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Donald Trump Just Accidentally Told the Truth About the 'National Emergency' at the Border

Well now.

Donald Trump Just Accidentally Told the Truth About the 'National Emergency' at the Border
President Donald Trump speaks to reporters in the Oval Office during a bill signing January 9, 2018. (C-SPAN)

On Wednesday President Donald Trump told reporters he views a national emergency as a way to bypass an "unreasonable" Congress that refuses to acquiesce to his demands.

This misinterpretation of the proper use of a national emergency coincides with the President's ideas about using a government shutdown to force Congress to give in to his demands as well. Trump famously declared he would be proud to shut down the government if he did not get what he wanted from Congress.

Although he later decided to blame Democrats for his choice.

A state of national emergency is when a government is empowered to perform actions not normally permitted. Free governments declare a national emergency during a disaster, civil unrest or armed conflict.

But authoritarian governments also use a national emergency to bypass the rights and protections of their citizens and override checks and balances. In the United States, worried that a corrupt President could exploit a national emergency, in 1976 Congress passed the National Emergencies Act.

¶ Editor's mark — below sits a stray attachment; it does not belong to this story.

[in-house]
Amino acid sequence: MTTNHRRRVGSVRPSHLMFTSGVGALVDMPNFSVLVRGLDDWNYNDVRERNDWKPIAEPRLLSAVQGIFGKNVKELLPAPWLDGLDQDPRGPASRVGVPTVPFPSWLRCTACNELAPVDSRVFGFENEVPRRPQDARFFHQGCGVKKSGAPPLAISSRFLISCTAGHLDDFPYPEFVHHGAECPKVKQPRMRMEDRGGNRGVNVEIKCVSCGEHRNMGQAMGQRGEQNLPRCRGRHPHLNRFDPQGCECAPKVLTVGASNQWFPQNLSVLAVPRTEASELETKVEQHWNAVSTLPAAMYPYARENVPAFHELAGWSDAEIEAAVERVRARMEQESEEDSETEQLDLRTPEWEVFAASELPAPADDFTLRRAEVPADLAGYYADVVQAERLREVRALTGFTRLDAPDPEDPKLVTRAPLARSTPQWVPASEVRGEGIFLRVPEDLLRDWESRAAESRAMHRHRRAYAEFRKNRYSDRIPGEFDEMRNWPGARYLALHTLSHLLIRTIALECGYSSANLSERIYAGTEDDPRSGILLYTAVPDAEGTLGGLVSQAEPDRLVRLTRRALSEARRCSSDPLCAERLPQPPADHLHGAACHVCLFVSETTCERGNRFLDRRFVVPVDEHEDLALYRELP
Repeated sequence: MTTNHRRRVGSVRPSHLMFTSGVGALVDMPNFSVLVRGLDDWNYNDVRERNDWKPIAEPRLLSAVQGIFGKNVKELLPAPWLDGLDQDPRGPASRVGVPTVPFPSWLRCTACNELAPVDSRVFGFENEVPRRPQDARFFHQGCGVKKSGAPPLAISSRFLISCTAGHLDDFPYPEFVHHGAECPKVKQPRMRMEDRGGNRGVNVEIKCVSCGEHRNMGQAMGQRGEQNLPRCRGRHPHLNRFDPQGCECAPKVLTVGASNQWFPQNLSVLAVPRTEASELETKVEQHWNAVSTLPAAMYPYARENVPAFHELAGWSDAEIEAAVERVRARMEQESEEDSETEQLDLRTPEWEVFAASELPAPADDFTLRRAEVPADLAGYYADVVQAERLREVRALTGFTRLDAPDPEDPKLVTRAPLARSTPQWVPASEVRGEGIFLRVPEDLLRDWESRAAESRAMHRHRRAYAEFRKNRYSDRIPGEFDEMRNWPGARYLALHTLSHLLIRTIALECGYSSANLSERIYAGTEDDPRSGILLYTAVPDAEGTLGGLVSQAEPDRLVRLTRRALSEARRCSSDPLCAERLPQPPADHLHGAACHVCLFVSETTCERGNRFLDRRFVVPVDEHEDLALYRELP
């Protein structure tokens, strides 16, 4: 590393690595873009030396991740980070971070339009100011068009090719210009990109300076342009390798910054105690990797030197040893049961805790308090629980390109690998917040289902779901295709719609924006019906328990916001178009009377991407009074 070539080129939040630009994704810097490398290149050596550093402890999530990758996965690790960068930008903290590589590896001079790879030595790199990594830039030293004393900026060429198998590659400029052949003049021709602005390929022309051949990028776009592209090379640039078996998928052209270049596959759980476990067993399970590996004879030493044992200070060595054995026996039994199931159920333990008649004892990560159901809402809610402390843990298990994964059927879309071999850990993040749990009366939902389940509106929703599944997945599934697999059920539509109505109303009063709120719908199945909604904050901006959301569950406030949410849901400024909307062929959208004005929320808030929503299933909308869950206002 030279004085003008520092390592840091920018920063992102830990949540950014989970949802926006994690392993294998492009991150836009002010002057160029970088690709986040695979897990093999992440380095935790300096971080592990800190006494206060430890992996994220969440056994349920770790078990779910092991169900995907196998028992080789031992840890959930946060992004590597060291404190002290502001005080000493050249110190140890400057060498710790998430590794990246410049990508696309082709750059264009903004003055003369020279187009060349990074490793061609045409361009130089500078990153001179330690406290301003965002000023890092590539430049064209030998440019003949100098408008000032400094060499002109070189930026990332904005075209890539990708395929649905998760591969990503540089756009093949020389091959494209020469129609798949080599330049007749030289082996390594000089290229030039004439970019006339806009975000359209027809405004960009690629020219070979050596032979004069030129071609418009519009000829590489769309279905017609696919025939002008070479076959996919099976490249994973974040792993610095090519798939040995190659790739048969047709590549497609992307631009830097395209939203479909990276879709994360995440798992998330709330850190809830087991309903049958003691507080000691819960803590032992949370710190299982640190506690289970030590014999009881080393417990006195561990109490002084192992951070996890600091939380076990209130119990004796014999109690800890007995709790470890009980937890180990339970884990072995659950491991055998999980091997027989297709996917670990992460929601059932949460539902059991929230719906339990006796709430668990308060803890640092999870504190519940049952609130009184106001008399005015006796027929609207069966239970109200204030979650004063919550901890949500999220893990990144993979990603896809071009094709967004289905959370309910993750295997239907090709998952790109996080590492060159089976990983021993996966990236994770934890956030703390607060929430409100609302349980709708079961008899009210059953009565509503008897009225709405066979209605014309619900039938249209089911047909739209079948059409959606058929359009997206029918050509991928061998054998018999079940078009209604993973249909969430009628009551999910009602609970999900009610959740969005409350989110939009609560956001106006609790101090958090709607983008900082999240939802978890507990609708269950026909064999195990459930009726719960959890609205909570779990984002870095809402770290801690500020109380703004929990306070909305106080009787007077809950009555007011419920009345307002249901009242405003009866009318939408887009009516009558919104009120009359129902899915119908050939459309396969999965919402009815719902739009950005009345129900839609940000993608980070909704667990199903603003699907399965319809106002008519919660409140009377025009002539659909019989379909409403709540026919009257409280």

The law passed to stop open-ended states of national emergency. It also formalized Congress' ability to provide certain checks and balances on the emergency powers of the President.

It imposes certain procedural requirements on the President when declaring a national emergency.

The law remained unneeded, until perhaps now.

Trump stated:

"I have the absolute right to do national emergency if I want."

In response, a reporter asked, "What’s your threshold for when you might make that decision?"

The President replied:

"My threshold will be if I can’t make a deal with people that are unreasonable."

In other words: there really is no national emergency at all.

Watch the President's remarks below:

If there were an actual national emergency, there would be no qualifier or negotiation, a fact which did not go unnoticed. Especially after the second time Trump spoke of a national emergency later the same day.

Instead of mentioning actual real world emergencies, events or situations, Trump cited only political machinations in both cases.

After a lunch with Republican congressional leaders, the President again spoke off the cuff with the press. That rarely goes will for Trump.

He stated:

"If Chuck [Schumer] & Nancy [Pelosi]... if they don't agree to the fact that our country really has problems w/crime, with drugs, with a lot of other's a bad issue for the Democrats."

Watch his comments here.

People were quick to pick up on and call out the President's potential abuse of power.

And people urged Democrats not to give in to the threats from the Oval Office.

The President did not specify a deadline for Congress giving in to his demands before he declared a national emergency.